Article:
Obese Women With Early-Stage Breast Cancer More Likely To Die Than Women of Normal Weight; Study Compares Outcomes of Women Treated with Lumpectomy
ATLANTA -- Women who are obese when they are diagnosed with early-stage breast cancer are at a greater risk of dying of their disease than women of normal weight. That is the result of a study conducted by researchers at the Fox Chase Cancer Center in Philadelphia, Pa. and presented today at the 46th Annual Meeting of the American Society for Therapeutic Radiology and Oncology in Atlanta, Ga. The study compared the outcome data of obese, overweight and normal-weight women with early-stage breast cancer treated with conservation surgery (lumpectomy) and radiation therapy.
"We have demonstrated a significant association between obesity and adverse breast cancer outcome in patients with early-stage breast cancer," explained Penny Anderson, MD, a radiation oncologist at Fox Chase and lead investigator of the study. "Despite being diagnosed with early stage disease, which is more commonly cured, obese women more often developed metastatic disease and more often died."
The influence of obesity on breast cancer outcome has been uncertain, especially in early-stage breast cancer patients. Previous studies show that obesity is a risk factor for the development of breast cancer, but these prior studies have reported contradictory results regarding the influence of obesity on outcome in breast cancer patients. For this study, researchers analyzed the data of 2,010 patients from 1978 to 2003 with stage I/II breast cancer who were treated with lumpectomy, lymph-node dissection and radiation therapy with or without chemotherapy. Patients were categorized into three groups according to their weight: normal (452 patients) overweight (857 patients) and obese (701).
"Our results show a statistically significant difference between obese women and the other groups," said Anderson.
The five-year rates for overall survival were 92 percent, 92 percent and 88 percent for the normal-weight, overweight and obese groups, respectively. Five-year rates of distant metastasis were 7 percent for women of normal weight, 6 percent for overweight women and 10 percent for the obese group.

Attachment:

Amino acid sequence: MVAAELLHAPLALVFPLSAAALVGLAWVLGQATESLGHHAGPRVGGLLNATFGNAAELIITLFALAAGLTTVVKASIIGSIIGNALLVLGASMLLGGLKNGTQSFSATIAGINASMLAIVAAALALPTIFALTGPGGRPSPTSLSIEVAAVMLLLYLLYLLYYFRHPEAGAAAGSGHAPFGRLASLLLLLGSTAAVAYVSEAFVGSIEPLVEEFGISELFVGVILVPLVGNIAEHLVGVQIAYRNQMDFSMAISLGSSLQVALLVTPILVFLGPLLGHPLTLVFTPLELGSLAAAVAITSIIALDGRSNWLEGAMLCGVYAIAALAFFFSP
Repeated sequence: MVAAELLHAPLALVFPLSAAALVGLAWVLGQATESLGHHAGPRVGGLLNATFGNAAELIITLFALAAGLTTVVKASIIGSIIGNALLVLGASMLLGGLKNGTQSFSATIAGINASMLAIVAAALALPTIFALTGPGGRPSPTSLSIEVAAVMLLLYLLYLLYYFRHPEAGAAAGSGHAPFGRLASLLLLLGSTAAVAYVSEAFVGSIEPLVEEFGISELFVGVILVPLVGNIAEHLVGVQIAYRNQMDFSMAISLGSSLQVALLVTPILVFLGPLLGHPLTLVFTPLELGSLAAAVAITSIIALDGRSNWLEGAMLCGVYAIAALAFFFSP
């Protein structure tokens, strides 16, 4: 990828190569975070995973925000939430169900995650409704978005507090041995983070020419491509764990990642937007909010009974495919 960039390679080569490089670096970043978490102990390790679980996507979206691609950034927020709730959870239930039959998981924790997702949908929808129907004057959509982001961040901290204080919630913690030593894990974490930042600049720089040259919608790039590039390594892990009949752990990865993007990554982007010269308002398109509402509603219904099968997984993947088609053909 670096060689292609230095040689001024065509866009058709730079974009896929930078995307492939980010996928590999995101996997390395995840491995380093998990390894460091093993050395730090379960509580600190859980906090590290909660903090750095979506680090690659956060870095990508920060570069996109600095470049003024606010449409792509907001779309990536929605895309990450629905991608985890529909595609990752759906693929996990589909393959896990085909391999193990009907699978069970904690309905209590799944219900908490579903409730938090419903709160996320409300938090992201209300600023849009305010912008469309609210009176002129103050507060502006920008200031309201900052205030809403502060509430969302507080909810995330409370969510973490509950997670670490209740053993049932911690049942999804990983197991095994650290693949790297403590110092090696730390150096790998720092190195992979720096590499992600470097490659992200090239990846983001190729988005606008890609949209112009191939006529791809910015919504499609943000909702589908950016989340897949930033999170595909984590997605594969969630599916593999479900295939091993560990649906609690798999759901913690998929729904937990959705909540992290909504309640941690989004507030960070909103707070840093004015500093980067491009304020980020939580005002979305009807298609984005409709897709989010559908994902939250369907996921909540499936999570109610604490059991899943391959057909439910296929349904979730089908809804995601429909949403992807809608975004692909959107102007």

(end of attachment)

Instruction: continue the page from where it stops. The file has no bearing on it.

"Because the prevalence of obesity increases with age, as does the risk of breast cancer, interventions that enhance weight control may have a substantial effect on breast cancer outcome," Anderson said.
Fox Chase Cancer Center was founded in 1904 in Philadelphia as the nation's first cancer hospital. In 1974, Fox Chase became one of the first institutions designated as a National Cancer Institute Comprehensive Cancer Center. Fox Chase conducts basic, clinical, population and translational research; programs of prevention, detection and treatment of cancer; and community outreach. For more information about Fox Chase activities, visit the Center's web site at www.fccc.edu.
Fox Chase Cancer Center, part of Temple University Health System, is one of the leading cancer research and treatment centers in the United States. Founded in 1904 in Philadelphia as one of the nation’s first cancer hospitals, Fox Chase also was among the first institutions to receive the National Cancer Institute’s prestigious comprehensive cancer center designation in 1974. Fox Chase researchers have won the highest awards in their fields, including two Nobel Prizes. Fox Chase physicians are routinely recognized in national rankings, and the Center’s nursing program has achieved Magnet status for excellence three consecutive times. Fox Chase conducts a broad array of nationally competitive basic, translational, and clinical research and oversees programs in cancer prevention, detection, survivorship, and community outreach. For more information, call 1-888-FOX-CHASE (1-888-369-2427).